3. I forgot about that botched Apple Maps rollout. Thanks MDN for reminding me… again.

    Outside of those who follow Apple and the Apple news and rumor sites, does anyone seriously think that the majority of the general public iPhone users think Apple Maps will always be a second rate product solely because its rollout was less then stellar and Tim had to apologize for Apple not being Apple? Besides Map-gate, or Bend-gate or Antenna-gate, etc. Heck, I’ve only have Apple products for my computing needs since day one but I don’t give Apple’s rollout of Apple Maps a second thought. I can barely remember what I had for dinner three nights ago. It’s just not that important for the Keeping up with the Kardashian, selfie taking, Facebook crowd.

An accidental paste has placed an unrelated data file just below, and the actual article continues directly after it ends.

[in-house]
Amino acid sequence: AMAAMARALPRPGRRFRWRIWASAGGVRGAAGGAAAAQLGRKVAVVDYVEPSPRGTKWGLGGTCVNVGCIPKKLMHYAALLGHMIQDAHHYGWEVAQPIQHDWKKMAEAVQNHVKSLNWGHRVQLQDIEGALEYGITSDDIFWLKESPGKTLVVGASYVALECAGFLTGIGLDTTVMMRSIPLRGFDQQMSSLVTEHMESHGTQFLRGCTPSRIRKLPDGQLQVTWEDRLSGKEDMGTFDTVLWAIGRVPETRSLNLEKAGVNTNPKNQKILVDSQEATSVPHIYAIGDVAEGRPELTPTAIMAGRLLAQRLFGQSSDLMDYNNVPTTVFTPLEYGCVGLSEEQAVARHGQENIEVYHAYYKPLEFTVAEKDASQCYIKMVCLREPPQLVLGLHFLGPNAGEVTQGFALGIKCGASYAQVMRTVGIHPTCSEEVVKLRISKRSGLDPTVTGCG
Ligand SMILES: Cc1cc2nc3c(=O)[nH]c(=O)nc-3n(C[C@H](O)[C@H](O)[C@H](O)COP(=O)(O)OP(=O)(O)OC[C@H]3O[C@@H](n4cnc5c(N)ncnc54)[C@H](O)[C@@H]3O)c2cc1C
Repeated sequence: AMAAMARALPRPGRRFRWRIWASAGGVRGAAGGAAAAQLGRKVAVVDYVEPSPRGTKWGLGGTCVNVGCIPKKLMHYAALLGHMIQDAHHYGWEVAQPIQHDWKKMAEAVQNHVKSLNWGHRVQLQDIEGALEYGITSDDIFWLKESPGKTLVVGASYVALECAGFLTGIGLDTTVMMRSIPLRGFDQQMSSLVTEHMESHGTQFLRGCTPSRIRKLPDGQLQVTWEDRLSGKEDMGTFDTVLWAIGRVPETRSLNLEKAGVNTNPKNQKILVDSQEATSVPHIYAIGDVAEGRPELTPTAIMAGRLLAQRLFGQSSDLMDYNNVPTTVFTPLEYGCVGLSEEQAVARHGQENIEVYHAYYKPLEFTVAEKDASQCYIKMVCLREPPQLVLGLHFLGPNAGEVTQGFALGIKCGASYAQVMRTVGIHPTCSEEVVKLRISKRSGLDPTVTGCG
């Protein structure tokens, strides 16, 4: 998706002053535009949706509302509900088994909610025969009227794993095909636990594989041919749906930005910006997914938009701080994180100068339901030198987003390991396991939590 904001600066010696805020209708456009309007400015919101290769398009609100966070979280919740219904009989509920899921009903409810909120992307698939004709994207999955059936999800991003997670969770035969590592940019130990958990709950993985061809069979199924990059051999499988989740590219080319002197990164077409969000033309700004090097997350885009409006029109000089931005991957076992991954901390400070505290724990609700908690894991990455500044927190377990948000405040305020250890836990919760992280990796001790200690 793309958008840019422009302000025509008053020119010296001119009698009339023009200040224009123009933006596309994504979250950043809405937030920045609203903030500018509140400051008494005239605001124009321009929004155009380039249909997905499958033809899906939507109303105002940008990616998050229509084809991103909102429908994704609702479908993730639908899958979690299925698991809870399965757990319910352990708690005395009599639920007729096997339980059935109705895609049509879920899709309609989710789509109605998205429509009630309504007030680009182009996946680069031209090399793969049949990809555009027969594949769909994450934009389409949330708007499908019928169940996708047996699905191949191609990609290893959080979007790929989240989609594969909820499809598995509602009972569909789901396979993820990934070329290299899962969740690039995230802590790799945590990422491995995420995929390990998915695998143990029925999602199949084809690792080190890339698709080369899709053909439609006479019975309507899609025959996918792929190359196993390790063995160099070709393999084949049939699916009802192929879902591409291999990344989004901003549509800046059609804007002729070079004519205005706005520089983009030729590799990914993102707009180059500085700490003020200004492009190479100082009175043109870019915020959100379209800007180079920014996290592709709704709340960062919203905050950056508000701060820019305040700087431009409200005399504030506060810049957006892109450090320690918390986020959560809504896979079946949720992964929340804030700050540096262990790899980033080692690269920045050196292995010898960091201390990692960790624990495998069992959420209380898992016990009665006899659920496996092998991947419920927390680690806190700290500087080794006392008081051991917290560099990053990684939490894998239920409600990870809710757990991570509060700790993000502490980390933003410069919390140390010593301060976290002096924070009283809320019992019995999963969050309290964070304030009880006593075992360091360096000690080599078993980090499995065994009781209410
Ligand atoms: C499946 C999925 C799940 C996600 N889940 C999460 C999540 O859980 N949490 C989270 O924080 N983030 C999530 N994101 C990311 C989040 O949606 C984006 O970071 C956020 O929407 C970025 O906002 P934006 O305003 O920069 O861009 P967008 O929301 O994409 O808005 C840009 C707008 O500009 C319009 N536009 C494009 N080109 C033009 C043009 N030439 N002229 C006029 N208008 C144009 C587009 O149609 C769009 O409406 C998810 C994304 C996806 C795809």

4. mapsense is a company that works in the location intelligence space. it helps you mapping data and visualizing it so you can analyze it. Interestingly last week a company called CartoDB was funded by Accel (investors in Dropbox, Spotify, Facebook…). These guys have received more money than what Apple paid for mapsense. Clearly there is something going on in this space.

  5. I recently drove from Raleigh, NC to DC to give a talk. I had been having trouble with Maps on a previous trip and spent 4 hous on the phone with Apple Support backing up my iPhone 6 to the cloud, then doing a clean reinstall.

    On the trip, I decided to take my 6 yr old (low tier) Garmin unit for comparison. The iPhone6 screen is maybe ¼ larger.